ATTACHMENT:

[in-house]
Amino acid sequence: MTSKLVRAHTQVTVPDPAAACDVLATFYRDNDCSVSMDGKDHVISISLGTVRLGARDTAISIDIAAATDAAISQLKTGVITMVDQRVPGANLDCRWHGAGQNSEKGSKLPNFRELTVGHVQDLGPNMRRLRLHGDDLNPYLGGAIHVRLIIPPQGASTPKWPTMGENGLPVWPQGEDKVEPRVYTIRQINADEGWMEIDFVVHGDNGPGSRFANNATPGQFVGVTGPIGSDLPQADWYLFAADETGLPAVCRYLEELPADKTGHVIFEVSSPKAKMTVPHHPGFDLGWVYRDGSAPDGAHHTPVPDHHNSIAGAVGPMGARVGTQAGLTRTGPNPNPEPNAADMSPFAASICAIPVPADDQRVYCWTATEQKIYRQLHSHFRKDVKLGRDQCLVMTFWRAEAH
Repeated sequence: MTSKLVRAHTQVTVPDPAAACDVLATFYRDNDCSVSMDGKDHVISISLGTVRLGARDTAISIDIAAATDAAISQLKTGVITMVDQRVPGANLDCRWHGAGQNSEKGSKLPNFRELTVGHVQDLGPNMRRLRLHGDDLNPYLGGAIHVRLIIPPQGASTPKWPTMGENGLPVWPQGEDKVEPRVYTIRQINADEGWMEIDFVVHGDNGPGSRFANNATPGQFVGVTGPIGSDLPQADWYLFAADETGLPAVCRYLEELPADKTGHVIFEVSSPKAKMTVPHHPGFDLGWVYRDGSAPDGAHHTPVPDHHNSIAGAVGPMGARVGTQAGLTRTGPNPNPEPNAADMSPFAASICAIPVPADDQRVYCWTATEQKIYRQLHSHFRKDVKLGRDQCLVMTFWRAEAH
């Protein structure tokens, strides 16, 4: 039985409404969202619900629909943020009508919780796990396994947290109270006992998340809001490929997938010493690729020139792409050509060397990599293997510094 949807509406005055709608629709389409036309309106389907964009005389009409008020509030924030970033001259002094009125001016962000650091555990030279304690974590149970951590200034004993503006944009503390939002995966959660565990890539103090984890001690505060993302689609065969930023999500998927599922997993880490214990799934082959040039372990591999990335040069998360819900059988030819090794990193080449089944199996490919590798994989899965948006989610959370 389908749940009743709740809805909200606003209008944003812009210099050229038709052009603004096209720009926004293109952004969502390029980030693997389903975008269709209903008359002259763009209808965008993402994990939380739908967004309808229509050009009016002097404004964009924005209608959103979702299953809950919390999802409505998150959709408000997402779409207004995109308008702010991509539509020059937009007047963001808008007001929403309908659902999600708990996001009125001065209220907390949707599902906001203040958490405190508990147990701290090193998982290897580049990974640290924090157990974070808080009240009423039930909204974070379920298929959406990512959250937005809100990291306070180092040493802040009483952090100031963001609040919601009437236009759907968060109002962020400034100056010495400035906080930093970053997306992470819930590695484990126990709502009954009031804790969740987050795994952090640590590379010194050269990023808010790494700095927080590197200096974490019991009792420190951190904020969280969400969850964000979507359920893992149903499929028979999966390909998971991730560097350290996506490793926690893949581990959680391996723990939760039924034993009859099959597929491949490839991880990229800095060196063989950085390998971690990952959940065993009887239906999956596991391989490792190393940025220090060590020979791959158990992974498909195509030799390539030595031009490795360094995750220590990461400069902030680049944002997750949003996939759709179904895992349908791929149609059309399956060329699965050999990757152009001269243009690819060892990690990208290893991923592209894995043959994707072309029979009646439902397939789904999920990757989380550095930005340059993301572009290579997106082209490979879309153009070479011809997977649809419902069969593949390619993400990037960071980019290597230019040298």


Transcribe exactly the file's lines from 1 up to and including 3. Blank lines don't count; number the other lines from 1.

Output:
[in-house]
Amino acid sequence: MTSKLVRAHTQVTVPDPAAACDVLATFYRDNDCSVSMDGKDHVISISLGTVRLGARDTAISIDIAAATDAAISQLKTGVITMVDQRVPGANLDCRWHGAGQNSEKGSKLPNFRELTVGHVQDLGPNMRRLRLHGDDLNPYLGGAIHVRLIIPPQGASTPKWPTMGENGLPVWPQGEDKVEPRVYTIRQINADEGWMEIDFVVHGDNGPGSRFANNATPGQFVGVTGPIGSDLPQADWYLFAADETGLPAVCRYLEELPADKTGHVIFEVSSPKAKMTVPHHPGFDLGWVYRDGSAPDGAHHTPVPDHHNSIAGAVGPMGARVGTQAGLTRTGPNPNPEPNAADMSPFAASICAIPVPADDQRVYCWTATEQKIYRQLHSHFRKDVKLGRDQCLVMTFWRAEAH
Repeated sequence: MTSKLVRAHTQVTVPDPAAACDVLATFYRDNDCSVSMDGKDHVISISLGTVRLGARDTAISIDIAAATDAAISQLKTGVITMVDQRVPGANLDCRWHGAGQNSEKGSKLPNFRELTVGHVQDLGPNMRRLRLHGDDLNPYLGGAIHVRLIIPPQGASTPKWPTMGENGLPVWPQGEDKVEPRVYTIRQINADEGWMEIDFVVHGDNGPGSRFANNATPGQFVGVTGPIGSDLPQADWYLFAADETGLPAVCRYLEELPADKTGHVIFEVSSPKAKMTVPHHPGFDLGWVYRDGSAPDGAHHTPVPDHHNSIAGAVGPMGARVGTQAGLTRTGPNPNPEPNAADMSPFAASICAIPVPADDQRVYCWTATEQKIYRQLHSHFRKDVKLGRDQCLVMTFWRAEAH